Howdy y'all!

My name is McKinlay. I work in the model shop at Laika Studios. I've been a professional model maker for 10 years or so and have been at Laika for four. I posted in the "introduce yourself" thread, but I thought I'd give a wave in a couple different sections.

I enjoy helping others out, so feel free to ask me any questions about making models or props. Can't talk too much about things going on at Laika, but I have plenty of other knowledge to share.

I'm also writing an ebook about model making for stop motion, and so may ask some feedback from anyone interested in giving it at some point.

Thanks everyone!

P.S. Since a few people have expressed interested, send me an email at animationmodelshop@gmail.com if you'd like me to let you know when the ebook will be available for purchase. It'll be a few months. I'll give a free copy to the first handful of people who want on the list, in exchange for your initial thoughts and opinions. :)

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The ebook sounds like something I'd definitely be interested in! I look forward to it 

Hi McKinlay. Thank you for offering to share your expertise.

I'm looking to make a set of blacksmith's tools, and have been wondering how to go about it. They don't have to work, just look reasonably good. Maybe just one working... They are sort of long-handled pliers presumably made by blacksmiths themselves. I was considering making them in square aluminium wire and trying to bash them into shape Any tips?

Hey Simon,

It kinda depends on how large and clean you want the finished tools to be. "Clean" as in straight and sharp, not clean/dirty. Aluminum wire could be a way to go for the background tools. You could bend them into shape with needle nose pliers (jeweler's pliers work well) and just lightly hammer them flat. Hammering the aluminum will work harden it and make it stiffer. If you wanted to sharpen and square them up, small files or nail files work well for fine shaping aluminum. Superglue can kinda work for aluminum in a pinch, but JB weld is much better (although not perfect).

Styrene stock is another method you could use. The stuff they use for model railroads and such. You can cut it with an exacto, bend it with a heat gun, and glue it with super glue or a solvent like weld-on.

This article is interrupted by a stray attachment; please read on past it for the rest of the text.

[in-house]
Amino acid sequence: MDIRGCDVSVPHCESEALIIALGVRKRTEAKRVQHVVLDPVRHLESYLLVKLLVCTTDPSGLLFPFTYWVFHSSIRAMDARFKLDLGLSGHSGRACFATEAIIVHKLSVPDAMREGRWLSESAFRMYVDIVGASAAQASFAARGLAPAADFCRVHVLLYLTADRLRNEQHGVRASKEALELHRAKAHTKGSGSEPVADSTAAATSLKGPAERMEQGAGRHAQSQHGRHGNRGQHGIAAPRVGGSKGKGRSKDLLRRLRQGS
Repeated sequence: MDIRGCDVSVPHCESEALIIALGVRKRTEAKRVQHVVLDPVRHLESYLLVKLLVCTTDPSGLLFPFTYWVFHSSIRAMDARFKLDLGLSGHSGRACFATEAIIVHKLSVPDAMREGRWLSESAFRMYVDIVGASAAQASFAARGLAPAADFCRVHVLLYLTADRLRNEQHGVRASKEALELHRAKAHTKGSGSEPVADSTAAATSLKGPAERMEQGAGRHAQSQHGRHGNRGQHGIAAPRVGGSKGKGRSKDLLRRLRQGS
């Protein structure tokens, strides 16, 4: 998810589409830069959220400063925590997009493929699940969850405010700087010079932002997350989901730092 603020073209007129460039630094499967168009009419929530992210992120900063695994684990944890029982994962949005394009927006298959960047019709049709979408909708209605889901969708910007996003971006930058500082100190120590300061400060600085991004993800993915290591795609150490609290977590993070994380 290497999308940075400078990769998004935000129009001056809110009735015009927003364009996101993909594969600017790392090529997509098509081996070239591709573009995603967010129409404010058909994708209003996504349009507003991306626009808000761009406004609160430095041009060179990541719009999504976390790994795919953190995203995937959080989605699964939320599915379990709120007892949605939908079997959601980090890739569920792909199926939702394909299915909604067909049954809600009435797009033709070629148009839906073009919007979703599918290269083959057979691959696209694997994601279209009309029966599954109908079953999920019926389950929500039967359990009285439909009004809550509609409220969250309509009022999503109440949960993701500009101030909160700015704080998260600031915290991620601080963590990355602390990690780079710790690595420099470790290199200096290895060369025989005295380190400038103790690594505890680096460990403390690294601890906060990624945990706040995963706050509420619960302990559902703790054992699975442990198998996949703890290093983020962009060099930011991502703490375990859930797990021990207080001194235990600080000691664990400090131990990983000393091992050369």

For the animatable one, I would make it out of brass for strength and hinge it with a pin (a small diameter rod of brass). That's the way I'd do it at work, but if you're ginger, you could maybe get away with something less sturdy. Professional animators can be a little heavy handed. :P

I'm not sure what's common knowledge, as far as tools and materials go, so here are some links.

styrene - http://amzn.com/B0006O6TSC

jb weld - http://amzn.com/B0006O1ICE

pliers - http://amzn.com/B0015YKBAE

Let me know if that helps any. There's never one right way to build anything. :)

McKinlay

Simon Tytherleigh said:

Hi McKinlay. Thank you for offering to share your expertise.

I'm looking to make a set of blacksmith's tools, and have been wondering how to go about it. They don't have to work, just look reasonably good. Maybe just one working... They are sort of long-handled pliers presumably made by blacksmiths themselves. I was considering making them in square aluminium wire and trying to bash them into shape Any tips?

Hello McKinlay, 

This is so interesting, thank you so much for offering to share your knowledge!

I'd love to become a model maker but I have no idea where to start - do you have any tips for aspiring model makers? If it's not too personal, can I ask how you got to where you are? Did you do any courses or specific model making training? 

I'd be really intrigued to read your ebook when you finish it. 

Thanks again!

Becky

Hey Becky,

Before I dropped out of college, I was actually majoring in Journalism (long story). The only art class I took was stone carving (actually quite useful). I pretty much learned all I know about model making from scouring the internet, trade magazines like Cinefex, and being mentored on the job.

The longish version is: sculpted as a hobby, started selling on the side, learned to mold and cast to make selling more lucrative, got a production casting job at a model shop that made museum displays, hated it, almost got fired but was instead moved into the model shop to take advantage of my sculpting skills at minimum wage, learned all about model making, was laid off and worked a month at an animation studio called Bent Image Lab, got rehired making museum displays but kept thinking about Bent for the next year, quit my job to be available as a freelancer at Bent, freelanced and ate ramen for three years, friends I made at Bent who worked at Laika dropped my name and put my resume in several hands, got hired on Paranorman, and have been here since. Whew!

There isn't really a solid path. Some of the guys I work with studied art in college. Many didn't. One guy just made model trains as a hobby. One guy was a set designer and jewelry maker. Another had auto body skills that helped him get this start.